The Grey Organisation’s Cork Street Attack is the subject of an exhibition at The Mayor Gallery. The windows of The Mayor Gallery and those of the other art dealers on Cork Street, were covered with buckets of grey paint during a night-time act of artistic anti-establishment protest on 21st May 1985.
Curated by William Ling, Cork Street Attack will showcase new prints created from photographic evidence that recorded the immediate aftermath of the event alongside related artwork, ephemera and documents taken from the Grey Organisation archive kept by artist Toby Mott, the group’s spokesperson and central protagonist. The works span the breadth and depth of the group’s output, including drawings for the Labour Party’s 1985 election campaign, hand prints, calling cards, preparatory studies for De La Soul’s album cover ‘3 Feet High and Rising’, and photographs of a performance outside the ICA.
The Grey Organisation (GO) was a post-punk art collective that emerged from East London and Soho in the early 1980s, folding in 1991. Precursory to the advent of the YBAs (Young British Artists) and the arrival of big money in the artworld, the collective embraced anonymity and rejected the hero artist identity. With its blend of corporate yuppie culture and Soviet monoculture, it embodied a reflection of the status quo of the Cold War and Thatcher’s Britain in the 1980s.
The sombre dress code of its members; long dark overcoats worn over grey suits with a white shirt; top button fastened and no tie, was intentionally chosen to show no allegiance to any institution or group. Comprised of the painter Toby Mott (its co-founder and spokesperson), Daniel Saccoccio, nee Clegg Paul Spencer and the late Tim Burke (1963-2018] the GO lived together in an end of terrace house in Bow, East London, and became notorious for staging anarchic events.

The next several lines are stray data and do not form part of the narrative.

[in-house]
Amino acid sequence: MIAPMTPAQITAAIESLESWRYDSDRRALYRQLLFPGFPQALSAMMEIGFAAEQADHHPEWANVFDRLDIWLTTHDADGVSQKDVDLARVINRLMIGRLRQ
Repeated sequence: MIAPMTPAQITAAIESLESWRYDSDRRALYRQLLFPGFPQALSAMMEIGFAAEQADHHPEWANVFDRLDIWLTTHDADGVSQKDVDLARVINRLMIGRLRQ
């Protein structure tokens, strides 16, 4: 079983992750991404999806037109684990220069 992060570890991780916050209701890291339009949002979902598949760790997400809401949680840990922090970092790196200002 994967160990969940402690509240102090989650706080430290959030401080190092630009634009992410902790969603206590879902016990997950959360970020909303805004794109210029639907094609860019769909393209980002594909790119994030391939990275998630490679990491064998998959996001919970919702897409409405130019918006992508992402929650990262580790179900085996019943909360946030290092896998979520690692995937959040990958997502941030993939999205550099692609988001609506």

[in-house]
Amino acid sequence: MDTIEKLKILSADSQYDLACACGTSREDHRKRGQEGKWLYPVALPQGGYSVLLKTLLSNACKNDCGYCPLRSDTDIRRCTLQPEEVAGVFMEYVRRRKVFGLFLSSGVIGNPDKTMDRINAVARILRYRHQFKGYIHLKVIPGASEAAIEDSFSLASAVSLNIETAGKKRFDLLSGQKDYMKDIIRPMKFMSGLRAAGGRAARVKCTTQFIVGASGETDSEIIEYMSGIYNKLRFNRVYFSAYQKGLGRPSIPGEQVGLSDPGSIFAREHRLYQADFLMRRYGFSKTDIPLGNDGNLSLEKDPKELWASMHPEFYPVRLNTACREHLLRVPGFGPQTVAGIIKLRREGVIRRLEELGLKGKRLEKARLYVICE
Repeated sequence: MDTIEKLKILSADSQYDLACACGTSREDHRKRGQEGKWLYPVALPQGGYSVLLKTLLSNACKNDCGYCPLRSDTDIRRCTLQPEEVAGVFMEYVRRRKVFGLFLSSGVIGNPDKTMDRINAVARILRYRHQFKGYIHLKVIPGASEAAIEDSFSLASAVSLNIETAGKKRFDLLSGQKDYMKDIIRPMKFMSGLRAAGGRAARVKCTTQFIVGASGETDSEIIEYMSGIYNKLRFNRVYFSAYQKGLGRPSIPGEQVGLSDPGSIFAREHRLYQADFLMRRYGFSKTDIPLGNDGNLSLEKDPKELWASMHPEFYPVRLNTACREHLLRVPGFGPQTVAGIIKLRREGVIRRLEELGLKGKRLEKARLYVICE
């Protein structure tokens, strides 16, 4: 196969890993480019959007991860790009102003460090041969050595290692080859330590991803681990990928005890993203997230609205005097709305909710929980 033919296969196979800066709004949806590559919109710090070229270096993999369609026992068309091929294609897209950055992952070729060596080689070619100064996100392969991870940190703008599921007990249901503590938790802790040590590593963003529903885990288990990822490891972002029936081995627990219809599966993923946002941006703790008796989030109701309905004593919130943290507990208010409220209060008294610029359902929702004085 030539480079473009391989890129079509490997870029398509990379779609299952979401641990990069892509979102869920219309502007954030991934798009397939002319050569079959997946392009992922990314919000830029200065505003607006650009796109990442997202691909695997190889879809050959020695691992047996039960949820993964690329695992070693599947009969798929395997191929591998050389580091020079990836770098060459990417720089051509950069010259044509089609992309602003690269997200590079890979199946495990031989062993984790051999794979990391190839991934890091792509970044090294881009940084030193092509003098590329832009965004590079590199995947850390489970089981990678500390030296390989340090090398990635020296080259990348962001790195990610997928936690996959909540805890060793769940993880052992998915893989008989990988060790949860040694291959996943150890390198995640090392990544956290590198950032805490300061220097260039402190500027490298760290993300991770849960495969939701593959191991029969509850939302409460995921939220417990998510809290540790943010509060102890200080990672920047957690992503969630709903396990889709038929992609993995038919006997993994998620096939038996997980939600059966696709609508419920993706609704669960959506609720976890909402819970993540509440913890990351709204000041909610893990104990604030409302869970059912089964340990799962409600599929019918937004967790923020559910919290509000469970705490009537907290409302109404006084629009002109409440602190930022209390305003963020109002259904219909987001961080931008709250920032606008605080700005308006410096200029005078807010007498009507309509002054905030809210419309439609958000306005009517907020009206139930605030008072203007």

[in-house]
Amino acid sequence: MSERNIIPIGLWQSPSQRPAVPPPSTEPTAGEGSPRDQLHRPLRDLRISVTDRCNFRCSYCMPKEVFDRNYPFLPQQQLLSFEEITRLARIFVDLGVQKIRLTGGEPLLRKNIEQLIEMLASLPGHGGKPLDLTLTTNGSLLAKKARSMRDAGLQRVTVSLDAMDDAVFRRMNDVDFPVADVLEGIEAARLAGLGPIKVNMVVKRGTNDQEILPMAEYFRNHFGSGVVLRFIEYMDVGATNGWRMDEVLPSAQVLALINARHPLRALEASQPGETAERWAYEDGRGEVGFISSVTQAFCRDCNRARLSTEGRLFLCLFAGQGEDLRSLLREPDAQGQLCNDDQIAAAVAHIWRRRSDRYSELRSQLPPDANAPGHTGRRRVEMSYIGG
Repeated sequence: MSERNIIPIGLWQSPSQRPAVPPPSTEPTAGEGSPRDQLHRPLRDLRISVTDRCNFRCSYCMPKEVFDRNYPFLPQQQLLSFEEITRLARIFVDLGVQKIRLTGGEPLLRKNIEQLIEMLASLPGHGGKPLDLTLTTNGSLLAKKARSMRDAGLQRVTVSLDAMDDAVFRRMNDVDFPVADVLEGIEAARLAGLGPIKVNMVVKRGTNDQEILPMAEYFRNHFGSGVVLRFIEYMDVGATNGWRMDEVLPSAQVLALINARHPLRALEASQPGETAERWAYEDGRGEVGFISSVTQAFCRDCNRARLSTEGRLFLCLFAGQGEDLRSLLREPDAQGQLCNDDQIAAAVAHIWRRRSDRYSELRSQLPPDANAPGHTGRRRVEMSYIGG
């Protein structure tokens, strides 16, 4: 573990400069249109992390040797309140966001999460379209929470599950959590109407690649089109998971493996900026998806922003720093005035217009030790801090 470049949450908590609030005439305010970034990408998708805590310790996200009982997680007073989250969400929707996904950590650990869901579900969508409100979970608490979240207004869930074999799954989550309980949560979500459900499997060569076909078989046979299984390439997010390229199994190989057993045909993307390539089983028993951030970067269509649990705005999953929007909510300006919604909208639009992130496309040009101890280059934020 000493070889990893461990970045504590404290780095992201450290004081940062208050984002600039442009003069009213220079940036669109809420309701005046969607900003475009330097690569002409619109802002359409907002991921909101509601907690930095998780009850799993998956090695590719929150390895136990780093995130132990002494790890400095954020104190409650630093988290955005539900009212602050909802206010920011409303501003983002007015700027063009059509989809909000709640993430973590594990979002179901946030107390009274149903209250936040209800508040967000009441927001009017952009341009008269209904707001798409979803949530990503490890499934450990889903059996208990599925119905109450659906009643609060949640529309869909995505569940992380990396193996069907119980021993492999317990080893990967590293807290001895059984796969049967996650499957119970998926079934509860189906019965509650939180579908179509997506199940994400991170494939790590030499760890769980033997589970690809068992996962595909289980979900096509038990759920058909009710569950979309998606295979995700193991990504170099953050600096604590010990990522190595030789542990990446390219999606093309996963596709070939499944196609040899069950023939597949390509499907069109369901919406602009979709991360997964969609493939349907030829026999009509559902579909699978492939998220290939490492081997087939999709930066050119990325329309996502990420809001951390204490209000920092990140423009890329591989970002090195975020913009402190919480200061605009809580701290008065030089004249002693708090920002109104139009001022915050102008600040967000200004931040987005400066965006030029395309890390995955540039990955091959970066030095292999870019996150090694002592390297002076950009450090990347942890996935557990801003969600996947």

These included an attack on a number of Mayfair galleries on Cork Street, then the epicentre of the London art world. Late one night, armed with buckets of grey paint, GO splattered the galleries plate glass windows in protest at their lack of support for emerging artists. This action resulted in a banning order from central London. With constant attention from the authorities following the attack, the collective re-located to New York to be represented by the East Village Civilian Warfare Gallery.
Other interventions included gate crashing the International Contemporary Art Fair at Olympia and participating in ‘The Money Show’ curated by J.S.G Boggs with their works ultimately being confiscated by Scotland Yard’s Counterfeiting Squad.
Working as a collective, the GO joined others of the time, including: General Idea, Gilbert & George, Neue Slowenische Kunst, Body Map, Neo Naturists, Creative Salvage, Art & Language, House of Beauty and Culture, Mutoid Waste, Survival Research Laboratories & Psychic TV. The collective held exhibitions in such places as the derelict Princelet Street Synagogue in the East End and the vacated hospital at Golden Square, Soho. GO also hosted a Psychic TV renegade concert Temporary Temple in a disused church in North London.
Exhibiting in London, New York, San Francisco and Tokyo the GO worked in mediums of painting, sculpture, film and video. The creative output of the GO is a baffling affair, transitioning from a post punk sensibility to late eighties post modernism, and incorporating traditional fine art practice, music, fashion, performance, video and commercial design. The GO appeared in the works of Gilbert and George, modelled for Yohji Yamamoto and Katharine Hamnett were photographed by Robert Mapplethorpe, featured in numerous Derek Jarman films and were commissioned by The Labour Party and Swatch Watch to create artwork for use on posters and t-shirts. Later, they produced music videos and album design for artists connected with the burgeoning New York Hip Hop culture, most notably the design of Three Feet High and Rising for De La Soul.
GO early films were shown at institutions, including The London Filmmakers Co-op, Edinburgh Film Festival, the Tate, and ICA who, at that time, were engaged in showing much of the new video and film being made in the UK. Later on, film/video works were carried by Printed Matter in NY and their commercial work broadcast on the music cable channel MTV. Despite the diversity of the GO’s activity there was a unified sensibility around the individual’s positioning within the larger social and structural environments of the urban landscape. The focus of attention on emerging artists did not exist as it does today. What survives of its output, like their infamous Cork Street attack, is raw and uncompromising, embodying the rebellious spirit of their time.